Go to a restaurant where there are 50 covers and 50 cooks but only one waiter and you won’t have a very good evening. That waiter could be Maurice Greene but you won’t be eating until midnight. In the same way, there are some major issues that need to be addressed in the planning system. Planners are all too often over-worked and under-rewarded and, as a result, the planning system is under serious pressure.
It appears there is little room in the planning system for planners to represent the interests of developers to the public. In several areas where our developments are likely to be great employment generators the hurdle of the local planning regime is making it harder than necessary to achieve. Sites have been allocated for development for years in local plans but our applications can often be thwarted by new, residential developers who have built housing stock close by and, because solicitors do not tend to do local-plan checks, homeowners have been upset that industrial buildings are intended nearby.
In such instances some sympathy has to be felt for the local residents but the reality is that they did not check to find out what was to be built around them.
In order to allay such fears as much as possible we have put in a lot of time to establish outline consent. We have provided bus trips around our existing ProLogis Parks for planners and councillors to show them that we are producing developments that will be an asset to the community, and not old-fashioned piecemeal industrial estates. We regularly undertake much pre-application consultation with local residents to outline the benefits that development will bring, and we regularly improve access to our sites even before we receive detailed consent in order to enhance the local environment for the local community.
A case in point is our project in Peterborough. The scheme already had outline consent for development uses; it is a former brickworks and hence brownfield in development terms. It consisted of huge holes in the ground backfilled with pulverised fuel ash and topsoil over that. Despite being allocated for development for at least ten years we had a hard time explaining this to local homeowners who thought it was a greenfield site.
Another problem at Peterborough was that the allocation met the kind of demand you would expect of the early 1990s – 4,650sq m (50,000sq ft) buildings for B1/B2/B8 use.
We have had to adapt this consent to the kind of demand we are experiencing now, which is for much bigger single buildings. However, through a positive relationship with the local planning team, we were able to satisfy them as to the nature of development and a new 65,100sq m (700,000sq ft) facility for Debenhams is nearing completion.
Developers have to do far more to achieve a planning consent than in days gone by through consultation prior to submission of the planning application. We are involved in a 35-acre project at Hayes, West London that was formerly the Government Records Office, owned and operated by the Ministry of Defence. The records are being relocated to Swadlincote, Derbyshire, into a building we are developing for TNT, which won the PFI contract to manage the archive.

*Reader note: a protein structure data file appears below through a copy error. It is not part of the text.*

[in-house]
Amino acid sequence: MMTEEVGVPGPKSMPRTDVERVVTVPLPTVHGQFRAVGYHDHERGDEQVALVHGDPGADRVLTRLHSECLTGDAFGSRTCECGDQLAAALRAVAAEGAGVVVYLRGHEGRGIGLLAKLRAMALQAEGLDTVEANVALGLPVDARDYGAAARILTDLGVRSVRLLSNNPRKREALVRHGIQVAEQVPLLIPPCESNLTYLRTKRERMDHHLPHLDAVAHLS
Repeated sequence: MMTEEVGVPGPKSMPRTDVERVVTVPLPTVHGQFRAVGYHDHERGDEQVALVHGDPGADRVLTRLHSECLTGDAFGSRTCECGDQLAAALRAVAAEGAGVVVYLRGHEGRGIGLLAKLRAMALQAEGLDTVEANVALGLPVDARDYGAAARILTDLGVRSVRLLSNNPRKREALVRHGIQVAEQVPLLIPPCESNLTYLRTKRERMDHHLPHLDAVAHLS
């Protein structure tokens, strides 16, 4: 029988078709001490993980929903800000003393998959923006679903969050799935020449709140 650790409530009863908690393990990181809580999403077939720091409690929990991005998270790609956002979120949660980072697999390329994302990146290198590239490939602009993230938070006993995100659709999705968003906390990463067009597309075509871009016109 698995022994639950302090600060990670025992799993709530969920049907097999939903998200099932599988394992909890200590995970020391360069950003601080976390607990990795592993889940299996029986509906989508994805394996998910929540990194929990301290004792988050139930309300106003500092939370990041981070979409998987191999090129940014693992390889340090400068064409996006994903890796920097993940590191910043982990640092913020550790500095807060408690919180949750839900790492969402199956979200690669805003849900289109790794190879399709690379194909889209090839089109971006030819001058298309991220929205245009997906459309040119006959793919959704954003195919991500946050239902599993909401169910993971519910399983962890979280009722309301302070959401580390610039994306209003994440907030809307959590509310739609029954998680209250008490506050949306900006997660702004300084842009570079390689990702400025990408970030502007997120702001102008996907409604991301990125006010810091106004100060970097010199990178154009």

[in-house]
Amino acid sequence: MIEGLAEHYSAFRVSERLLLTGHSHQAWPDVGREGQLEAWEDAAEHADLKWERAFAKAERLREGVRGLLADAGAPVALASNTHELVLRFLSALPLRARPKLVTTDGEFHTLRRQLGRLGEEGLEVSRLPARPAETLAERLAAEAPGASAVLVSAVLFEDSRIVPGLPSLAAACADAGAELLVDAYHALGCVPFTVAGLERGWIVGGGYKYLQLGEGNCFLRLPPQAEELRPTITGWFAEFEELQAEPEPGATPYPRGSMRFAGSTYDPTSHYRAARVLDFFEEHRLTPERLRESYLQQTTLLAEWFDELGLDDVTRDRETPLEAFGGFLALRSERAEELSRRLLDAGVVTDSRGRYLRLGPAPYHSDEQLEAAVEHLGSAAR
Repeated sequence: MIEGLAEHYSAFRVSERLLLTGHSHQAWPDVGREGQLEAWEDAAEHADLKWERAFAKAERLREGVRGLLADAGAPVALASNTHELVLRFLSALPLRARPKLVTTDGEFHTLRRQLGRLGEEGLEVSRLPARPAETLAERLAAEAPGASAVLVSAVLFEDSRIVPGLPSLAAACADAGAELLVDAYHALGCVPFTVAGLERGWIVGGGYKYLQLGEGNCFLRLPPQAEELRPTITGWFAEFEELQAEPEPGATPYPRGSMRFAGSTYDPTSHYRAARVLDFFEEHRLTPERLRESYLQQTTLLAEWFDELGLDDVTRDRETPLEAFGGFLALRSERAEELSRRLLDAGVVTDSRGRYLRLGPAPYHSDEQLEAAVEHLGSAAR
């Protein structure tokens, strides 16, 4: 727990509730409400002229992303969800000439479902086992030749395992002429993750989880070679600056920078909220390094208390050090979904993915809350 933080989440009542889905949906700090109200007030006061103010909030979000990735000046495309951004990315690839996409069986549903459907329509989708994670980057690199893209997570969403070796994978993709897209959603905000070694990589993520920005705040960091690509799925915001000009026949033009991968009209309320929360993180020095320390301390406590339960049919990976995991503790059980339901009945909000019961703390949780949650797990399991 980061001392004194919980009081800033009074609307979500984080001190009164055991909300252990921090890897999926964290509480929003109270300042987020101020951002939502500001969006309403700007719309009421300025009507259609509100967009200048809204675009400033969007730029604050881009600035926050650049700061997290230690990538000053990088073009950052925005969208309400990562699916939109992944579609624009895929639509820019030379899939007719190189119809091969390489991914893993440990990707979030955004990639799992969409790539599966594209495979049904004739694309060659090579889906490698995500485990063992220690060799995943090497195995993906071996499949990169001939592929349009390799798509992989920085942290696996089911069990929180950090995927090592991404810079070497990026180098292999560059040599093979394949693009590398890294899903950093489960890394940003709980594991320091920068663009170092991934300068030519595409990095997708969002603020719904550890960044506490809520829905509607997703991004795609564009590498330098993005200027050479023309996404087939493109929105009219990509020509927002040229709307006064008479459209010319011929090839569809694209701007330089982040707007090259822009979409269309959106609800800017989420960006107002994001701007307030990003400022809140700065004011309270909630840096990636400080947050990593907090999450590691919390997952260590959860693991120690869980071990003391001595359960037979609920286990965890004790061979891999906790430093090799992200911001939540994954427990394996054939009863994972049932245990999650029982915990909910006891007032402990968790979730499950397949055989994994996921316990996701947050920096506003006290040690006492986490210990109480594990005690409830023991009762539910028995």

Since September last year, we have met local MP John McDonnell twice, the ward members, the GLA members, the local authority’s planning officers, the GLA planners, the local Chamber of Commerce, other local interest groups and we have held a public exhibition. We are now revising our plans accordingly, including switching one road away from existing housing which impacts on the amount of space we can ultimately provide on site.
With the production of the environmental statement, the whole exercise has cost around £200,000, and all prior to submission of the application. Planning department staffing issues and a change in procedure brought about by central government led to these costly and complex applications. There is a fundamental shortage of planning staff in the UK and a high turnover of that staff, especially in the South-east. They are often rushed off their feet yet still have to meet government targets for processing applications.
Our experience at Hayes is that many of the planning team we have met so far have been on contract work. They are good at their jobs but relatively transient as many are in the UK for relatively short periods of time. I think that is symptomatic of the fact that many planning jobs are better paid in the private sector where there is much less bureaucracy.
There is also a wide range of differences in the way planning staff deal with planning applications. This is partly a procedural issue and a partly down to the different ways logistics is perceived in different parts of the country.
In some parts of the country, jobs in B8 do not have the same importance as jobs in B2. Yet, B8 is a major employer. Our B8 buildings generate about one job per 93sq m (1,000sq ft). The one or two B2 buildings we have on our sites actually generate fewer jobs, mainly because of automation.
There is a trend today towards combining staffing with automation in buildings. However, some of the early total automation solutions did not work. Tesco, for example, has a Tibbett & Britten building it uses for clothes distribution. It tried automation but has now gone back to a more labour-intensive but highly efficient system. It has basic racking with boxes and people on carts. Staff members have barcode readers on their forefingers and they only have to point at boxes as they bring them in and take them out.
Another issue we face also comes from perception rather than reality. Planners are often under pressure to fill up zones with what they think are